NEW YORK – Investors are looking for an onslaught of company earnings and economic data next week to give direction for U.S. stocks after some early signs of slower profit growth got the year off to an uncertain start.
With the exception of Apple Computer Inc.'s (AAPL) impressive performance, the early phase of earnings announcements has left investors underwhelmed.
Alcoa Inc. , the world's biggest aluminum producer, and Genentech Inc. (DNA), the world's second-biggest biotech company, reported lower-than-expected fourth-quarter earnings.
Looking forward, General Motors Corp. (GM) said it expects earnings in 2005 to drop due to lower profits at its financial services unit and a $1 billion increase in health-care costs.
For the week, the blue-chip Dow Jones industrial average (search) ended down 0.43 percent Friday, marking its third consecutive week of losses. The Standard & Poor's 500 index slipped 0.14 percent for the week and the tech-heavy Nasdaq dipped 0.03 percent.
Next week has only four trading days after Monday's holiday, Martin Luther King Jr. Day (search). But the sheer volume of earnings and economic news will give investors plenty to digest.
"I don't think the earnings trend has been established yet," said Jim Paulsen, chief investment strategist at Wells Capital Management, which oversees about $150 billion of assets.
"It is a very limited sample at this point. The next two weeks are very important -- it could go either way."
While fourth-quarter 2004 earnings overall are expected to grow at least 15.7 percent year over year for companies in the Standard & Poor's 500 index, most sectors will lag that rate considerably, according to Reuters Estimates.
Companies scheduled to report earnings next week include 3M Co. (MMM) and Yahoo Inc. (YHOO) on Tuesday; General Motors Corp. (GM) and J.P. Morgan Chase & Co. (JPM) on Wednesday; Citigroup Inc. (C) and Ford Motor Co (F) on Thursday, and General Electric Co (GE)and United Technologies Corp. (UTX) on Friday.
Analysts have warned that for many companies, higher costs of raw materials, energy and wages, coupled with rising interest rates, could slow corporate profit growth in 2005.
"The key thing will be what we learn from the earnings reports -- how much pressure is on profitability because of the material cost increases -- and what management says about the first-quarter outlook," said Henry Herrmann, chief investment officer at Waddell & Reed.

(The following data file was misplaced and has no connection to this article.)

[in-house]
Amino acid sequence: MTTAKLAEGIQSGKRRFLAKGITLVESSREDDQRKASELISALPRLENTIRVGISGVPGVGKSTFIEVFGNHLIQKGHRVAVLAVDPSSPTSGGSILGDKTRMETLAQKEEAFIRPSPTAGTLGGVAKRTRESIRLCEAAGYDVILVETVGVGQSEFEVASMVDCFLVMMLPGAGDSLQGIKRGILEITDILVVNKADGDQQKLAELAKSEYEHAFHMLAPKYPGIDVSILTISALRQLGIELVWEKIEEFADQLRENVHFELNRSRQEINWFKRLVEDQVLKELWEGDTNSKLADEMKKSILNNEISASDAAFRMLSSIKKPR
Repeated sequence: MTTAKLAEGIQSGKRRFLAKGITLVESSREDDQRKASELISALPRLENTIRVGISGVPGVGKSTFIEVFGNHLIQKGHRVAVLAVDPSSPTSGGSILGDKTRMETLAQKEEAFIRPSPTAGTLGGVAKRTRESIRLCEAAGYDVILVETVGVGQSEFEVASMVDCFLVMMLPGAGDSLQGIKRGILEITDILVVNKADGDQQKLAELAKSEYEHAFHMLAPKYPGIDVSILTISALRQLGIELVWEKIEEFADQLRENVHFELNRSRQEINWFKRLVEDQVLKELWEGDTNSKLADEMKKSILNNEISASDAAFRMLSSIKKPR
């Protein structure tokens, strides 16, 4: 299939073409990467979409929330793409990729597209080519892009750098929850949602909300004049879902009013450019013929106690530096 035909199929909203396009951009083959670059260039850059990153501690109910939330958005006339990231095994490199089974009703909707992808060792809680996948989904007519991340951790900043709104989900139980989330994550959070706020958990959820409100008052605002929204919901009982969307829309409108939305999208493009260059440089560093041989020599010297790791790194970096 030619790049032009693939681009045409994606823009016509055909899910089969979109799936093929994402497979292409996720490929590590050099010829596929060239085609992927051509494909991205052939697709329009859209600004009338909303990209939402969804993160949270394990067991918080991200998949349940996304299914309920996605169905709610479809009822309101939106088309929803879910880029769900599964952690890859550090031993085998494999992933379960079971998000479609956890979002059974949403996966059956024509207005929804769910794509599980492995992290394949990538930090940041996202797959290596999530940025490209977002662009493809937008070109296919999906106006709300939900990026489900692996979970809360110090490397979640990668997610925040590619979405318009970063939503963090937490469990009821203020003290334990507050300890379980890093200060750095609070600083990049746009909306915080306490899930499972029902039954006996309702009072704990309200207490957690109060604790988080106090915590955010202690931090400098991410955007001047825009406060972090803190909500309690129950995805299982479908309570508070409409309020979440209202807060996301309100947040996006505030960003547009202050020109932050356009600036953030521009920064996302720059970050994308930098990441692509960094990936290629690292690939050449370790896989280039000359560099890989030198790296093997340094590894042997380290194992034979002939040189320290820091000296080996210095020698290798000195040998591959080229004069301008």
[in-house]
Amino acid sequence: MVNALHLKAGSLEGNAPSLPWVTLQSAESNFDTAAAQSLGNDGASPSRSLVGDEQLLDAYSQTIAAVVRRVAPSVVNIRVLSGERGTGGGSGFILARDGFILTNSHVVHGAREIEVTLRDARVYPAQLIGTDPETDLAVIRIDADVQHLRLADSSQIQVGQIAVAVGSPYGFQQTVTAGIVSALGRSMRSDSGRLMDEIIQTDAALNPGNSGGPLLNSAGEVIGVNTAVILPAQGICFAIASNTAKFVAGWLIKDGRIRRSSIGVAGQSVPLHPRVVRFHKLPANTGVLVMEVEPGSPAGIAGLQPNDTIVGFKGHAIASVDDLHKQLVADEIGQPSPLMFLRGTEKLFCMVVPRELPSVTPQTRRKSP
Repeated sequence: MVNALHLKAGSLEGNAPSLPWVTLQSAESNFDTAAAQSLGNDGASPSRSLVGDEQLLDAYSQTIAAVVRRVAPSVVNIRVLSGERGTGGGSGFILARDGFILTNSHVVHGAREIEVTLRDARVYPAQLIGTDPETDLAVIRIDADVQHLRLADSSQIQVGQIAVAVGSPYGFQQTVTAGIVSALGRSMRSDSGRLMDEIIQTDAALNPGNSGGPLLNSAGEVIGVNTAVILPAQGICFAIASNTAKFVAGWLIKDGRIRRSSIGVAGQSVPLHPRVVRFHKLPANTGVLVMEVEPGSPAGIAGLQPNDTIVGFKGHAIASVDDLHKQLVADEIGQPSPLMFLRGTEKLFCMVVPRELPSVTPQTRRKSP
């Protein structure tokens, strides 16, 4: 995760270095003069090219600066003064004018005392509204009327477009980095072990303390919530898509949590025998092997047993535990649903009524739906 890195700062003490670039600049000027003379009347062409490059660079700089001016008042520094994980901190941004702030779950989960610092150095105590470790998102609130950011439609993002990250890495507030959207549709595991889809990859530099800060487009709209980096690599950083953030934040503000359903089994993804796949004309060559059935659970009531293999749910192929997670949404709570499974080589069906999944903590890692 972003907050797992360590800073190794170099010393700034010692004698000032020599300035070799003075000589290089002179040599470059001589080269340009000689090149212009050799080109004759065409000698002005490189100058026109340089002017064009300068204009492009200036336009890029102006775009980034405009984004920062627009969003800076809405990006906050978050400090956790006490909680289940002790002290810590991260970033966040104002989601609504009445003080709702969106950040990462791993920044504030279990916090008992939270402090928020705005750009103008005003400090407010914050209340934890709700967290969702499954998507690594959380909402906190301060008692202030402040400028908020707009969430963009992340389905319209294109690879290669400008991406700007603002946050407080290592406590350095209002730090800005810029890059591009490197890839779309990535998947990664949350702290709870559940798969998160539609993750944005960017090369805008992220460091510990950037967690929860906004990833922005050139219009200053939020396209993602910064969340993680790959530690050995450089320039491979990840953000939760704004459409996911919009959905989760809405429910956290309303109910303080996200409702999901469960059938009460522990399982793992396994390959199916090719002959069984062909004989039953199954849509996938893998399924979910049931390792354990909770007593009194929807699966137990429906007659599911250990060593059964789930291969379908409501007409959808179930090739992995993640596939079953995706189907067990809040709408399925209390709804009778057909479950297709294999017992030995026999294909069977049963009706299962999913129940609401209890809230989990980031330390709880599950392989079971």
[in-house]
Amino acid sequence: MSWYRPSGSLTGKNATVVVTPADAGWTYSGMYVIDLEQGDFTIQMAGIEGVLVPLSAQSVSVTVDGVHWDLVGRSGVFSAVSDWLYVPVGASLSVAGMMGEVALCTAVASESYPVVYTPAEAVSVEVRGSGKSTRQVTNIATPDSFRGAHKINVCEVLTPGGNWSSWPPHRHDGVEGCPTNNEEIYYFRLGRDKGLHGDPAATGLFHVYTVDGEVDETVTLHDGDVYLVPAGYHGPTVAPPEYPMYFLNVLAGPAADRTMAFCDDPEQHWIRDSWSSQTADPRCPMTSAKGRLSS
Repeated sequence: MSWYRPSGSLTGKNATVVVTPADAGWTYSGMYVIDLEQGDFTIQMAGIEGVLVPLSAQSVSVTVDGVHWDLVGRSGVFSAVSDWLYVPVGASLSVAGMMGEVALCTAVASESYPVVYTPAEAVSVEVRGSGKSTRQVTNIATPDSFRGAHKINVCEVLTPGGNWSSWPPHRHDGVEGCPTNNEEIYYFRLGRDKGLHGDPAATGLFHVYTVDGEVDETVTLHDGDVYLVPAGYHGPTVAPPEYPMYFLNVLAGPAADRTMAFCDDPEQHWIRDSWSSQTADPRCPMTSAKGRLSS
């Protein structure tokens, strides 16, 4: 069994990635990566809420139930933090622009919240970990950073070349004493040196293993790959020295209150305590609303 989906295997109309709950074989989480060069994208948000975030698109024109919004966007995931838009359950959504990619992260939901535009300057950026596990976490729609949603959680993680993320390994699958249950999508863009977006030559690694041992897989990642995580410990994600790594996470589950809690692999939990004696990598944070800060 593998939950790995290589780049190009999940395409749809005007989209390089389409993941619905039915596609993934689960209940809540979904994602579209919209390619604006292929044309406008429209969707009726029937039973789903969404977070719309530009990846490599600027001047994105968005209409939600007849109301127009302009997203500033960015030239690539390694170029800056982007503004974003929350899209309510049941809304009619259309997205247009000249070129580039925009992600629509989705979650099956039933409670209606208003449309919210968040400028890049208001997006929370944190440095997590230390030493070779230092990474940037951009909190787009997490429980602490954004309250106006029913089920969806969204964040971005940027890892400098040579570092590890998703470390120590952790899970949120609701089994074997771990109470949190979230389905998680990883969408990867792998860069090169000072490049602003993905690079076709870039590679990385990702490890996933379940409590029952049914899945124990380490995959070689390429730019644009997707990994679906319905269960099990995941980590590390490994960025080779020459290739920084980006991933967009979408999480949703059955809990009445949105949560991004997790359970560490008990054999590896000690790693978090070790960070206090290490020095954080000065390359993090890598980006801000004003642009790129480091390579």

Higher oil prices -- which can dampen consumer spending and corporate profits -- are also weighing on investors. U.S. crude oil futures ended higher for the fourth day in a row Friday after hitting fresh six-week highs amid cold weather forecasts.
Crude for February delivery settled at $48.38 a barrel on the New York Mercantile Exchange (search). It rose to a session high of $48.65, the highest since the Dec. 1 peak of $49.12.
In economic data, investors await Tuesday's announcement by the Treasury Department of net inflows into U.S. assets for November to get an indication of whether capital inflows were enough to offset the record U.S. trade deficit that month.
"After the record trade deficit, investors will be a little bit nervous going in to that number," said Michael Sheldon, chief market strategist at New York brokerage Spencer Clarke.
"But overall, there is a sort of love-hate relationship between the United States and the rest of the world. At this point, they are going to continue to buy our Treasuries and we are going to continue to buy their goods."
The week's major economic indicators will fall mostly Wednesday: the Consumer Price Index (search) for December, which will give a reading on inflation at the retail price level, and December housing starts, as well as weekly jobless claims and the Federal Reserve's "beige book" report, which gives an anecdotal view of economic conditions from the perspective of the Fed's 12 regional banks.
The jobless claims, usually out on Thursday mornings before the stock market opens, are being released a day early because Thursday is the inauguration of President Bush to his second term. First-time claims for unemployment benefits are forecast to drop to 345,000 for the week ended Jan. 15, from 367,000 the previous week.
Economists surveyed by Reuters predict that the overall CPI will be unchanged in December, after a 0.2 percent gain in November, while they see core CPI, which excludes volatile food and energy prices, up 0.2 percent, matching November's gain.
U.S. housing starts in December are projected to rise to a seasonally adjusted annualized rate of 1.9 million units, up from 1.771 million in December, the Reuters poll of economists showed.
Thursday, the index of leading U.S. economic indicators and the semiconductor book-to-bill ratio will be released, followed by Friday's report from the University of Michigan (search), which will give a preliminary read on January consumer sentiment.